As a project management style, lean falls under the agile umbrella. It focuses on identifying value, mapping the value stream, creating flow, establishing pull and seeking perfection. It was developed by Toyota in the 1980s to reduce waste in their production line.


  • Keeps teams focused
  • Team works only on tasks where there’s a demand
  • Adds value to the customer


  • Requires a lot of planning and time upfront
  • Often doesn’t align with the organization’s larger strategy
  • Requires full buy-in from the team

Project Manager Leadership Styles

What is the project manager’s role and which management styles suit that role best? Jennifer Bridges, PMP, shows you in this short tutorial video.

There are many management styles by which a project manager can lead a project. Jennifer looked at those that are most appropriate through the lens of what that project manager’s role in the project might be.

There are six project management styles that Jennifer identified in the video. She used Daniel Goleman’s book, Emotional Intelligence, as a guide. While there are likely many more styles, and hybrids of two or more of these, the half-dozen listed below are fundamental:

  • Authoritative: This type has a vision and shares it. They are knowledgeable and collaborative, encouraging people’s strengths.
  • Coercive: While this sounds negative, it’s a great style for junior teams, as it provides strong guidance.
  • Democratic: Managers of this style offer little to no guidance. They foster self-directed teams and usually have high employee morale.
  • All for one & one for all: These managers are more apt to let you work at your own pace and facilitate a creative environment, balancing life and work. They tend to skew on the younger side.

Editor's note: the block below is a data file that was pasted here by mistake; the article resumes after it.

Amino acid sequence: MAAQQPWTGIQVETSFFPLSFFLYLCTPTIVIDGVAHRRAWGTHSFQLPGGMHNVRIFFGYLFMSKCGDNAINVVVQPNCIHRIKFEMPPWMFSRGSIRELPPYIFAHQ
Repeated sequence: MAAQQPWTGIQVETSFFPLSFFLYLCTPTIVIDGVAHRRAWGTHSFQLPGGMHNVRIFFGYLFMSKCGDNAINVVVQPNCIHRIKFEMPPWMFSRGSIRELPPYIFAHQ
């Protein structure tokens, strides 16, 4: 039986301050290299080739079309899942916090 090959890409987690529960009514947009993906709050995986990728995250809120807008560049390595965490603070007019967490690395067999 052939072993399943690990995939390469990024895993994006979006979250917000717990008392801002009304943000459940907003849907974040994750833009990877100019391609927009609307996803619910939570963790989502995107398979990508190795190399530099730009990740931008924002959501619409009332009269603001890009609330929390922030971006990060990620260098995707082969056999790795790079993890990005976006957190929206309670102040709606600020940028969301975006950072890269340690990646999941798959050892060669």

• Pace-setter: They expect high standards from those they lead and themselves. If you’re not up to snuff, they will get rid of you.
  • The team leader: They are strong coaches, who are patient and offer encouragement to their team.

That’s a lot of styles. Which is right for you? Well, first Jennifer suggested you consider the project and then select the style most effective for that situation.

But what is your style, and can you just change your style like you do your clothes? Yes and no. Jennifer says first take an assessment test, like those online, to see what type of personality you are. Then work with a coach, get training and experience. One style might fit best, but you could learn from them all.

The Project Manager Role

Jennifer began by broadly defining the role of the project manager as one who plans and directs work for a group. They are also responsible for monitoring the project’s progress and taking corrective action when needed.

A senior project manager is a person who directs the work of a group, which includes other managers and project managers. They work on higher levels of planning strategies or help to roll out those strategic plans.

Project Types

Next, Jennifer looked at the variety of projects that exist. There are many, and they can range from technical to creative, simple to complex.

Where the project manager meets the project is at functionality. Functionally, the project manager must be able to create a solution, execute a plan with project management tools, build a team and manage a crisis.

A project manager is going to have a style of thinking as they tackle these tasks. It starts with some questions, such as: “How should this problem be approached,” and, “What’s the best way to manage this person or these people?

Managing Team Members

Like project managers, team members have different ways of doing things. Some are commanding, intense and have hardcore personalities. Others are more detailed, compliant problem-solvers. Still others can be team-oriented people. A manager must know how to work with all of them.

So, there are many types of projects and many styles of thinking, but no one style fits all. Therefore, the key to managing successfully is flexibility.

Thanks for watching!